Autódromo Hermanos Rodríguez (Mexico)

Infiniti RedBull Racing Russian driver Daniil Kvyat takes part in the third free practice of the F1 Mexico Grand Prix at the Hermanos Rodriguez racetrack in Mexico City on October 31, 2015. ALFREDO ESTRELLA/AFP/Getty Images

Track name: Autódromo Hermanos Rodríguez
Times the race has been held here: 17
First GP: 1963, won by Jim Clark
Total number of race laps: 71
Complete race distance: 305.354 kilometers (189.738 miles)
Pit lane speed limit: 80 kph (50 mph)
Pitlane length: 650m/0.404 miles, estimated time loss 25s (longest of the season)
2016 winner: Lewis Hamilton, 1:40:31.402
2016 pole position: Lewis Hamilton, 1:18.704
2016 fastest lap: Daniel Ricciardo, 1:21.134
Most wins (Driver) Jim Clark (3)
Most wins(Team): Lotus(4)
Lap record:– Nico Rosberg – Mercedes– 2015 – 1:20.521
Smallest winning margin: 1.366s, in 1991.
Circuit Length: 4.304km/2.674 miles
Direction: Clockwise
Turns: 17
Distance to Turn 1: 800m/0.497 miles (longest of the season)
Longest straight: 1.314km/0.816 miles, on the approach to the Turn One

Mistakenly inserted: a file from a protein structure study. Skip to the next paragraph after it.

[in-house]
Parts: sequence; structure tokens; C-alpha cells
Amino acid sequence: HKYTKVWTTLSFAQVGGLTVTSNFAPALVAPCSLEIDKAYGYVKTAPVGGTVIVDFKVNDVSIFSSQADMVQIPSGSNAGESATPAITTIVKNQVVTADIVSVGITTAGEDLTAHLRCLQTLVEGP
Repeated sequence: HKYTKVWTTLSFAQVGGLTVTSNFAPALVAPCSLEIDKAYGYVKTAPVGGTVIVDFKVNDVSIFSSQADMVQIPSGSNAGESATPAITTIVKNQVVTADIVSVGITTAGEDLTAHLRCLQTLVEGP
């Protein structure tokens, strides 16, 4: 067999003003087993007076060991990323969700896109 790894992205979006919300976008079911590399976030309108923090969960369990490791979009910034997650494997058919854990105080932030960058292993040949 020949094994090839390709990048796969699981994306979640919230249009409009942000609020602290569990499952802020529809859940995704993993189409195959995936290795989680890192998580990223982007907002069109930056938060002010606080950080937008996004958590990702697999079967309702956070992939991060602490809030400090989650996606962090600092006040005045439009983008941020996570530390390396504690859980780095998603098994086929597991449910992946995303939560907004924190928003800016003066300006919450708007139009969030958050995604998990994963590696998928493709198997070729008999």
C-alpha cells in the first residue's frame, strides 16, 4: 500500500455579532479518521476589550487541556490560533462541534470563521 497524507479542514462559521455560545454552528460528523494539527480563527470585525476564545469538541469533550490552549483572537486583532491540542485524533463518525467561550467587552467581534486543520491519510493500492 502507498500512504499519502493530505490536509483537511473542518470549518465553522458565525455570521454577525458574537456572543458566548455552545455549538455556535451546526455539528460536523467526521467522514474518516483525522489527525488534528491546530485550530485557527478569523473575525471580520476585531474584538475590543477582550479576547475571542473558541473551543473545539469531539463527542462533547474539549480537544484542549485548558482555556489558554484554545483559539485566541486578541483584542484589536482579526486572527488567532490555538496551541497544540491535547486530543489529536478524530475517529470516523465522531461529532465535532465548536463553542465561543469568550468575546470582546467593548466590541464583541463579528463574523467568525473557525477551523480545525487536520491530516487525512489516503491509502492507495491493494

Fastest corner: 260km/h (162mph), Turn 17
Slowest corner: 72km/h (45mph), Turn 13
Top Speed: 365km/h/227mph, on the approach to Turn One
Full throttle: 47%
DRS Zones: Two, on the approach to Turns One and Four
Key Corner: Turn Three. It’s the final right-hander in an ‘S’ bend, so the car is heavily loaded.
Fuel consumption: 1.49kg per lap, which is low
ERS Demands: High. The long straights use the ERS heavily.
Brake wear: Medium. There are 12 braking zones, three of them heavy.
Gear changes: 44 per lap/3,124 per race
Safety car likelihood: High.
Tyre choices: Medium Soft, Supersoft
Weather: Warm (22).
Chance of rain: 24%
Grip levels: Low.
Run off: Good.

A lap around Autódromo Hermanos Rodríguez

“Long straight line going into turn one with big braking, 90 degrees right-hand side, followed by a small chicane. It’s very important to get the second part right because you’ve got another long straight line. Then you’ve got another 90-degree left corner, and then a 90-degree right corner. That’s followed by a very weird double right-hander. It’s very difficult to find a line. Then you go to the middle section which is flowing, with mid- to high-speed left and right corners. Next it’s the entry to the stadium – big braking here, very tricky with the wall facing you. Then it’s a very slow hairpin in the stadium, as slow as Monaco. Finally, it’s the double right-hand corner with very important traction going into the old part of the oval to finish the lap.”